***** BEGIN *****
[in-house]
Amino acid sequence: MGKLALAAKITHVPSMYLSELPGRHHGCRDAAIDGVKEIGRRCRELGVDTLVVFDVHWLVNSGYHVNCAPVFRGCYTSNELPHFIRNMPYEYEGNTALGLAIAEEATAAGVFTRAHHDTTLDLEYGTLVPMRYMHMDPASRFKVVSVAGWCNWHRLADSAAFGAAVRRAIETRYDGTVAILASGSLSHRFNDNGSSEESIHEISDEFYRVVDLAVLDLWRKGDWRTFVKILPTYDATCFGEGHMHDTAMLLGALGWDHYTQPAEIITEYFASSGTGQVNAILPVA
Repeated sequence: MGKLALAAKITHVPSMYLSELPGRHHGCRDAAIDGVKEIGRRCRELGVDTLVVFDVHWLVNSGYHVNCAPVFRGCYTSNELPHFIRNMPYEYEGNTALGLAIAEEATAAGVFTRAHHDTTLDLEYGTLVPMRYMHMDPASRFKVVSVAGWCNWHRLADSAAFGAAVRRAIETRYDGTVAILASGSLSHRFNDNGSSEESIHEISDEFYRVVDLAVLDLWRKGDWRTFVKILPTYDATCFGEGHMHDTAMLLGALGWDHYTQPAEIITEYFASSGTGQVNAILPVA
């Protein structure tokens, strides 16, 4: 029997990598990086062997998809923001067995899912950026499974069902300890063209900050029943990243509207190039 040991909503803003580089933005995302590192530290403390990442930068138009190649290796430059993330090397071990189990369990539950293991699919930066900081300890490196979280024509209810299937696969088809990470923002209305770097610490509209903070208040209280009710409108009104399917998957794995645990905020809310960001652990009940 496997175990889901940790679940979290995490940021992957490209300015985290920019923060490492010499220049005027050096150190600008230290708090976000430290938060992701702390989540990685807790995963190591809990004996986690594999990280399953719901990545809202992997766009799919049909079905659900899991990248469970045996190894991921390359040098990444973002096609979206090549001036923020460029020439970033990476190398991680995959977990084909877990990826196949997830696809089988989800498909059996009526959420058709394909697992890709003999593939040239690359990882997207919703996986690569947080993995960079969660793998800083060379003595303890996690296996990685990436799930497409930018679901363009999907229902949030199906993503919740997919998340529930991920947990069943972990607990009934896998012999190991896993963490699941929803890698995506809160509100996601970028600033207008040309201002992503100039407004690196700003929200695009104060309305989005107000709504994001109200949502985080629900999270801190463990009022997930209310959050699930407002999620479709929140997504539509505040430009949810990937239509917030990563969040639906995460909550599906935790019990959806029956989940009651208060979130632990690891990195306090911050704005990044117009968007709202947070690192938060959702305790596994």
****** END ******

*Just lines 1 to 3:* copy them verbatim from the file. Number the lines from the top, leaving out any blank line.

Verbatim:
[in-house]
Amino acid sequence: MGKLALAAKITHVPSMYLSELPGRHHGCRDAAIDGVKEIGRRCRELGVDTLVVFDVHWLVNSGYHVNCAPVFRGCYTSNELPHFIRNMPYEYEGNTALGLAIAEEATAAGVFTRAHHDTTLDLEYGTLVPMRYMHMDPASRFKVVSVAGWCNWHRLADSAAFGAAVRRAIETRYDGTVAILASGSLSHRFNDNGSSEESIHEISDEFYRVVDLAVLDLWRKGDWRTFVKILPTYDATCFGEGHMHDTAMLLGALGWDHYTQPAEIITEYFASSGTGQVNAILPVA
Repeated sequence: MGKLALAAKITHVPSMYLSELPGRHHGCRDAAIDGVKEIGRRCRELGVDTLVVFDVHWLVNSGYHVNCAPVFRGCYTSNELPHFIRNMPYEYEGNTALGLAIAEEATAAGVFTRAHHDTTLDLEYGTLVPMRYMHMDPASRFKVVSVAGWCNWHRLADSAAFGAAVRRAIETRYDGTVAILASGSLSHRFNDNGSSEESIHEISDEFYRVVDLAVLDLWRKGDWRTFVKILPTYDATCFGEGHMHDTAMLLGALGWDHYTQPAEIITEYFASSGTGQVNAILPVA